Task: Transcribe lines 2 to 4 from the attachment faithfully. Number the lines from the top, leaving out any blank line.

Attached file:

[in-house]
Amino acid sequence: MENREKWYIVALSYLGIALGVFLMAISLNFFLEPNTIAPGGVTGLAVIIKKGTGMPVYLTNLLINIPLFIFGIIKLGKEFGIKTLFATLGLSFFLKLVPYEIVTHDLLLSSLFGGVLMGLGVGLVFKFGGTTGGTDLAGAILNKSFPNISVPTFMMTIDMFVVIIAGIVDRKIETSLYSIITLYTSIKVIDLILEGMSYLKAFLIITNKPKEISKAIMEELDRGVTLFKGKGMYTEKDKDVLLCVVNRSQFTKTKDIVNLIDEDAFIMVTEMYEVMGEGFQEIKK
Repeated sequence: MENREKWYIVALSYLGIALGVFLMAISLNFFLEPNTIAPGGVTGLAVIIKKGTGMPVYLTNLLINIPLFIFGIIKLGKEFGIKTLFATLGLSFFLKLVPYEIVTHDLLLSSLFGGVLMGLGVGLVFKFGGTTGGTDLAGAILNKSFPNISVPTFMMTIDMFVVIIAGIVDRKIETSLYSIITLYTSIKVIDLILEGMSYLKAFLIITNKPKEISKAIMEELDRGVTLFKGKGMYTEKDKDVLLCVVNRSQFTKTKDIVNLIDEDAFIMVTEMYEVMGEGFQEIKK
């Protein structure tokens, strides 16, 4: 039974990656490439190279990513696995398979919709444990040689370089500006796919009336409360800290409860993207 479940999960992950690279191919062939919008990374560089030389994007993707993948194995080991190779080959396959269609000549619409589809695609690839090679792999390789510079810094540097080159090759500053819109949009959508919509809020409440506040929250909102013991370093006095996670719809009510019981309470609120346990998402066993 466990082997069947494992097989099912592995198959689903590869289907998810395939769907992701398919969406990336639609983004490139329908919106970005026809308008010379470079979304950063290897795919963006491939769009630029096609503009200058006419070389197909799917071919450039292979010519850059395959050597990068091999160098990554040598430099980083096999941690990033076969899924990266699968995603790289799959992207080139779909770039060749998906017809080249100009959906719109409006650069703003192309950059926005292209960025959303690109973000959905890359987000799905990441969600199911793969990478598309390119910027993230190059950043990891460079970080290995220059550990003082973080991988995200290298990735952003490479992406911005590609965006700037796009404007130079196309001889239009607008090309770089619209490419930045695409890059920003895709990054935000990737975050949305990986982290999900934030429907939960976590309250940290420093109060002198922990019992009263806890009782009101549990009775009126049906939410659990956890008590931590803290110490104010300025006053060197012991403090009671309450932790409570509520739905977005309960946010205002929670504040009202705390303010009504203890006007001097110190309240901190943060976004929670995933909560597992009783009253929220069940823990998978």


Amino acid sequence: MENREKWYIVALSYLGIALGVFLMAISLNFFLEPNTIAPGGVTGLAVIIKKGTGMPVYLTNLLINIPLFIFGIIKLGKEFGIKTLFATLGLSFFLKLVPYEIVTHDLLLSSLFGGVLMGLGVGLVFKFGGTTGGTDLAGAILNKSFPNISVPTFMMTIDMFVVIIAGIVDRKIETSLYSIITLYTSIKVIDLILEGMSYLKAFLIITNKPKEISKAIMEELDRGVTLFKGKGMYTEKDKDVLLCVVNRSQFTKTKDIVNLIDEDAFIMVTEMYEVMGEGFQEIKK
Repeated sequence: MENREKWYIVALSYLGIALGVFLMAISLNFFLEPNTIAPGGVTGLAVIIKKGTGMPVYLTNLLINIPLFIFGIIKLGKEFGIKTLFATLGLSFFLKLVPYEIVTHDLLLSSLFGGVLMGLGVGLVFKFGGTTGGTDLAGAILNKSFPNISVPTFMMTIDMFVVIIAGIVDRKIETSLYSIITLYTSIKVIDLILEGMSYLKAFLIITNKPKEISKAIMEELDRGVTLFKGKGMYTEKDKDVLLCVVNRSQFTKTKDIVNLIDEDAFIMVTEMYEVMGEGFQEIKK
């Protein structure tokens, strides 16, 4: 039974990656490439190279990513696995398979919709444990040689370089500006796919009336409360800290409860993207 479940999960992950690279191919062939919008990374560089030389994007993707993948194995080991190779080959396959269609000549619409589809695609690839090679792999390789510079810094540097080159090759500053819109949009959508919509809020409440506040929250909102013991370093006095996670719809009510019981309470609120346990998402066993 466990082997069947494992097989099912592995198959689903590869289907998810395939769907992701398919969406990336639609983004490139329908919106970005026809308008010379470079979304950063290897795919963006491939769009630029096609503009200058006419070389197909799917071919450039292979010519850059395959050597990068091999160098990554040598430099980083096999941690990033076969899924990266699968995603790289799959992207080139779909770039060749998906017809080249100009959906719109409006650069703003192309950059926005292209960025959303690109973000959905890359987000799905990441969600199911793969990478598309390119910027993230190059950043990891460079970080290995220059550990003082973080991988995200290298990735952003490479992406911005590609965006700037796009404007130079196309001889239009607008090309770089619209490419930045695409890059920003895709990054935000990737975050949305990986982290999900934030429907939960976590309250940290420093109060002198922990019992009263806890009782009101549990009775009126049906939410659990956890008590931590803290110490104010300025006053060197012991403090009671309450932790409570509520739905977005309960946010205002929670504040009202705390303010009504203890006007001097110190309240901190943060976004929670995933909560597992009783009253929220069940823990998978």